Studio Owners
Gina Gibney, at the newly restored expansion of 280 Broadway in lower Manhattan. Photo by Buck Ennis for Crain's NY Business, courtesy Gibney

Gina Gibney is CEO and artistic director of Gibney, a $6 million organization that occupies two locations of prime New York City real estate, with 52,000 square feet, 23 studios and five performance spaces. But when Gibney first founded her company of five dancers in 1991, it operated out of one studio. The story of how everything went wrong that could go wrong, and yet the organization rose to became one of the liveliest dance hubs in the city, is a fascinating example of judicious risk taking. When faced with the choice in 2010 to cut back and play it safe or to take a risk and grow, Gibney took a leap. She did that again in 2013 when she had the opportunity to take over the lease of 280 Broadway in lower Manhattan, now the main location for the Gibney organization.

In August, Gibney joined Dance Teacher editor at large Karen Hildebrand at the Unity 2020 Virtual Leadership Conference to discuss what it takes as a business leader to succeed—particularly in a year like 2020. Here are six takeaways from that event:

Keep reading... Show less
News
Rachel Neville, courtesy DTH

A new three-summer collaboration between Dartmouth College's Hopkins Center for the Arts in Hanover, New Hampshire, and Dance Theatre of Harlem will contribute to conversations on race, activism and equity in the arts, while also exploring creative projects and learning opportunities.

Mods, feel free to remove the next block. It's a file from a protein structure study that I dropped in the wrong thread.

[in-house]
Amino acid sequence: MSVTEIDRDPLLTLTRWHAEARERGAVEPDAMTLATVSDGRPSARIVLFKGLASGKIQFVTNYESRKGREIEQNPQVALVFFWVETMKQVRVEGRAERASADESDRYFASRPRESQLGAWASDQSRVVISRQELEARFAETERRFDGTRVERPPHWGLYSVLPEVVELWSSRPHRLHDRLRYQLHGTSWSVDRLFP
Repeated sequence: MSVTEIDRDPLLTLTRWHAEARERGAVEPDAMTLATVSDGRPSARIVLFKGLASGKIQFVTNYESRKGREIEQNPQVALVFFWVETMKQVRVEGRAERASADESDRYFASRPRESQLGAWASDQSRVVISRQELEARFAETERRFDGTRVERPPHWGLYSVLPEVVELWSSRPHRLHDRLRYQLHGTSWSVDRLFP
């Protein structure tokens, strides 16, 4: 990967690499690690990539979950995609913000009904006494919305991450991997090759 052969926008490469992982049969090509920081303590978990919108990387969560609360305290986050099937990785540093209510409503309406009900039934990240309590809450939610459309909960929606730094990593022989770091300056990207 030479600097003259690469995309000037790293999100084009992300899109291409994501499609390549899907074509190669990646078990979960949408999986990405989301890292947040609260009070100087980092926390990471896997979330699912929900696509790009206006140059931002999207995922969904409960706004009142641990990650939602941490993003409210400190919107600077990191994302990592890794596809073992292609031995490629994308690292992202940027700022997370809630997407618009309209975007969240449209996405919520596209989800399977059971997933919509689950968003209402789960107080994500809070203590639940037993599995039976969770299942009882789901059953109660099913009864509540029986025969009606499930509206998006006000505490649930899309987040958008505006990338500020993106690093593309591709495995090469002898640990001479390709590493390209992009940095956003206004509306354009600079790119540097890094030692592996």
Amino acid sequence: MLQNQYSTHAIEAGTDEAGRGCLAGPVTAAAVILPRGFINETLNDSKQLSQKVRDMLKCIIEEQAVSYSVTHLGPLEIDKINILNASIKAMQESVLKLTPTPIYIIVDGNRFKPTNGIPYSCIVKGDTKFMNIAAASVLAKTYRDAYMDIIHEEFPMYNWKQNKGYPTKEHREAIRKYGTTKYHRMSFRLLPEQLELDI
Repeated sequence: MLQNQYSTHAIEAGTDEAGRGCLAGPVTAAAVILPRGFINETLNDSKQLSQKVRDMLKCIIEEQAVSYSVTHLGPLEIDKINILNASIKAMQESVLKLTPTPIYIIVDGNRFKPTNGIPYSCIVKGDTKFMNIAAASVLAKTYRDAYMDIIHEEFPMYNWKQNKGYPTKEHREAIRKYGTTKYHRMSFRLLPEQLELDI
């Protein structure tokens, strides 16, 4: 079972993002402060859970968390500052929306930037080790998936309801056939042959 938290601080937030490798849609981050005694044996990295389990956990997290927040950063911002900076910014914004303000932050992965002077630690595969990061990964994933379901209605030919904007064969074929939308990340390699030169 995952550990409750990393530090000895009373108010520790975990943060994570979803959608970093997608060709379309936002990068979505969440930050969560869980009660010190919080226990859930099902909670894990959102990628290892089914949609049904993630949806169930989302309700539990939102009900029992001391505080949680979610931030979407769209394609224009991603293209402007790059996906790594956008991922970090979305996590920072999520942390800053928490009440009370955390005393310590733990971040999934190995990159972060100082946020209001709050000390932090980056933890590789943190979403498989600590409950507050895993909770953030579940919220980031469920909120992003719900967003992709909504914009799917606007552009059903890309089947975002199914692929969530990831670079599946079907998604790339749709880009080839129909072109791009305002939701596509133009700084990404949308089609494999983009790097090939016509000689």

Kicking off the partnership in June, DTH focused on the development of The Hazel Scott Project, a new work by choreographer Tiffany Rea-Fisher. Scott was a Black piano virtuoso and Hollywood trailblazer who risked her life and career through outspoken civil rights activism. In the spirit of her example, Monica White Ndounou, associate professor of theater, and John Heginbotham, director of the Dartmouth Dance Ensemble, co-taught a summer theater course that challenged students to create dance as a tool for social change.

Keep reading... Show less
News
This Bitter Earth. Photo by Sam Wootton, courtesy of NYCB

Create a Watch Party! Here are four free offerings from New York City's most celebrated arts organizations to share with your students and their families.

Keep reading... Show less
Studio Owners
Misty Lown delivers a seminar in Austin. Photo courtesy of More Than Just Great Dancing

Business leader Misty Lown convened (remotely) more than 700 dance studio owners to create an action plan in response to COVID-19 studio closures. ICYMI, here are the takeaways:

  • Studios can deliver value to customers with online content.
  • Owners can preserve enrollment with caring communication.
  • The federal stimulus package is a strong short-term safety net.
Keep reading... Show less
Studio Owners
Photo courtesy of Misty Lown

Please join us for a Virtual Town Hall with Misty Lown, owner of More Than Just Great Dancing, an affiliation of 300 studios worldwide, and Youth Protection Advocates in Dance. She's also a dance studio owner of 23 years.